Evicting all 200 residents of the Hamilton on the Bay apartment tower in Miami’s Edgewater neighborhood is a flashing red warning sign about who will be able to live in the city in the very near future.
Hamilton residents have been paying middle-class prices — $1,750 for a one-bedroom apartment, when Miami’s median price is $1,650, according to real estate site Zumper. This is not the scenario we know too well of a developer displacing low-income tenants to build expensive high-rises, a dire situation that still needs a concerted city and county effort.
But Miami needs its middle class, too, for a sustainable, healthy city. A glimpse of the water and a home in Miami’s core shouldn’t be out of reach for regular working people and retirees.
That’s why the decision by Aimco/AIR has such resonance. The Denver-based company recently bought the 28-story bayfront building and announced it was sending residents packing with just 60 days’ notice. Anyone who has tried to rent an apartment in Miami with some sort of proximity to downtown understands the fear that induces.
No matter what the tech bros say on Twitter about the easy availability of $600 apartments with water views — as investor Miami Jack Abraham asserted in his infamous, but now-deleted, Twitter thread — we know that’s just not reality. The apartment rental site RENTCafe puts the average apartment rent in the city at $1,768 in April — up 2.9 percent since last year, despite the pandemic. No doubt that price doesn’t include a water view.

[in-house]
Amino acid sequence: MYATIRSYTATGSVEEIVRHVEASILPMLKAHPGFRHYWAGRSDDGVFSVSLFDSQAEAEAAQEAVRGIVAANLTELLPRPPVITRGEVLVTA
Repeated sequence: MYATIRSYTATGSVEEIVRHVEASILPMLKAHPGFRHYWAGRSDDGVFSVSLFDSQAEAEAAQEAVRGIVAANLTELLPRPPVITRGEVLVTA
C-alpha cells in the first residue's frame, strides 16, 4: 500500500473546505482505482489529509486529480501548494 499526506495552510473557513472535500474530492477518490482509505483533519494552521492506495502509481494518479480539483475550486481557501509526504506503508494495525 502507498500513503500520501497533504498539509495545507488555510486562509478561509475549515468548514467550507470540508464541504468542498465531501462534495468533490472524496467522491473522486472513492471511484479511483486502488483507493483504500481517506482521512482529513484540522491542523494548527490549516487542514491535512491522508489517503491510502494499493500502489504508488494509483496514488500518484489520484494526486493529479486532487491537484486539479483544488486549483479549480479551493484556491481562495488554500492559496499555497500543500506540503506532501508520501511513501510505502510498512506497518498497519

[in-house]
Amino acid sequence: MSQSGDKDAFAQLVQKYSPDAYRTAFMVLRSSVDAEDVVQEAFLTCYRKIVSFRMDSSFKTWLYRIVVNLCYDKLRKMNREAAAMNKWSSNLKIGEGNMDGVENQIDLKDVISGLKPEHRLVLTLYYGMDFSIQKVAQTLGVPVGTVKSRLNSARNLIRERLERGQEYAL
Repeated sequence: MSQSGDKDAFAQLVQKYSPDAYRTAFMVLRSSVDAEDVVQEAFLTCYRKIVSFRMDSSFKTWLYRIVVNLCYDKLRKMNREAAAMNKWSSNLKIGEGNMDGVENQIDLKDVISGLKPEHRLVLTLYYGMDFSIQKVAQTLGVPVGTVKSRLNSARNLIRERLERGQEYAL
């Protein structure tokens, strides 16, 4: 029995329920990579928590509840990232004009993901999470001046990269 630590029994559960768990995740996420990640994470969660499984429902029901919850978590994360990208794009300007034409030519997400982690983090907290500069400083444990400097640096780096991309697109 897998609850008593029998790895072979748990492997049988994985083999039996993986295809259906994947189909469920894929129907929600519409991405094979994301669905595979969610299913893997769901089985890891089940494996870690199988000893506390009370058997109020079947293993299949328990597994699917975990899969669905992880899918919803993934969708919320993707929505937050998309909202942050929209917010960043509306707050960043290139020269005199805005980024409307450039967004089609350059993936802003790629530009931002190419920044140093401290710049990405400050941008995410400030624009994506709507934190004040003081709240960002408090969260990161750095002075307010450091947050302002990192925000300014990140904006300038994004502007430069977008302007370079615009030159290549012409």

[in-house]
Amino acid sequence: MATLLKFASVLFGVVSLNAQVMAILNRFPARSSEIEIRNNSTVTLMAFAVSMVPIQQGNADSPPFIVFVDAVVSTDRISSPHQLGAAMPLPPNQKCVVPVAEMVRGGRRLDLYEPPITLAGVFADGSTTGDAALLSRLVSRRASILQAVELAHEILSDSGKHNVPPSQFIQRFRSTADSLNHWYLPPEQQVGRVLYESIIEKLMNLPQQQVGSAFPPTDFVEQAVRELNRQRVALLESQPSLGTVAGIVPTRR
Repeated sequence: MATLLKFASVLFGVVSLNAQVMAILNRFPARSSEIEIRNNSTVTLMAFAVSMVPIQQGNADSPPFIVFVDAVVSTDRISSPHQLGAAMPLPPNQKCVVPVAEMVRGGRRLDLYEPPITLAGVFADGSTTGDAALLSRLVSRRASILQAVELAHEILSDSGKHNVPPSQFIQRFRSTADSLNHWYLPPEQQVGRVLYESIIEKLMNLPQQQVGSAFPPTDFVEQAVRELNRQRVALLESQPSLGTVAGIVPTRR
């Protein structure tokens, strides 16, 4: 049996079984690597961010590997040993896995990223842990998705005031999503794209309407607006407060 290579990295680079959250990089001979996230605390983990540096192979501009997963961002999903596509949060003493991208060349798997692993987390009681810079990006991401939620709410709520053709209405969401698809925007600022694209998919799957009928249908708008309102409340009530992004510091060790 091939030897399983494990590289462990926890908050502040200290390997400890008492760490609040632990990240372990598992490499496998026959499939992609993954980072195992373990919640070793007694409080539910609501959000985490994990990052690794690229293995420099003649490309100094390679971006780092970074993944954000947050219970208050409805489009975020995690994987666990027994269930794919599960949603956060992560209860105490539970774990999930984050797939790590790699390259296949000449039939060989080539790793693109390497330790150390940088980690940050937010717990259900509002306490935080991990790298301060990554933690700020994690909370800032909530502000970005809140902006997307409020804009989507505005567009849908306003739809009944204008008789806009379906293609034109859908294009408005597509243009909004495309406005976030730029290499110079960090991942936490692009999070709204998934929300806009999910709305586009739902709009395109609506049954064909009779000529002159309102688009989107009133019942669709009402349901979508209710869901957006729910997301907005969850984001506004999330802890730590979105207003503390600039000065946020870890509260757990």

So for the Hamilton residents being pushed out for renovations that had been ongoing since Hurricane Irma in 2017, the prospects look tough. Some of the building’s tenants have been there for a decade or more, and many are new parents or elderly or have conditions that complicate any move, one resident told Miami Herald reporter Rene Rodriguez. Where will they go in 60 days? How far from the city center will they have to move to find something they can afford?
For years, the Edgewater area has been gentrifying, though the Hamilton was considered a luxury building when Ted Arison, founder of Carnival Cruise Lines, built it in 1984. The neighborhood is close to downtown and Wynwood, and it’s perched on the edge of Biscayne Bay. That makes it attractive to residents. And to developers.
“It’s a business decision, and they have rights as property owners,” Chris Zoller, broker associate with Berkshire Hathaway HomeServices EWM Realty, told the Herald. “The tenants can find something. It’s not going to be as nice or on the water, but they’ve had it nice for a long time.”
All true. This private company is in the business of doing business.
But is this the kind of city we want? A place where lower- and middle-class residents increasingly have no place? It’s time for the city to start thinking creatively about how to give developers incentives to keep long-time residents in place whenever possible.
The Hamilton residents have a lawyer, now, and affordable-housing advocates have gotten involved. Miami Congresswoman Frederica Wilson has also stepped in, and the developer has offered discounted moving expenses and the possibility of moving into another building the company owns.
That’s helpful, but the larger problem of the city becoming increasingly unaffordable remains. And it’s getting worse. This week, more residents — at Paradise Park Mobile Home Park along the Miami River — are likely to be evicted for a developer. And just like the people in the Hamilton, they’re wondering: Where will we go?
The city needs to provide an answer more encouraging than a shrug.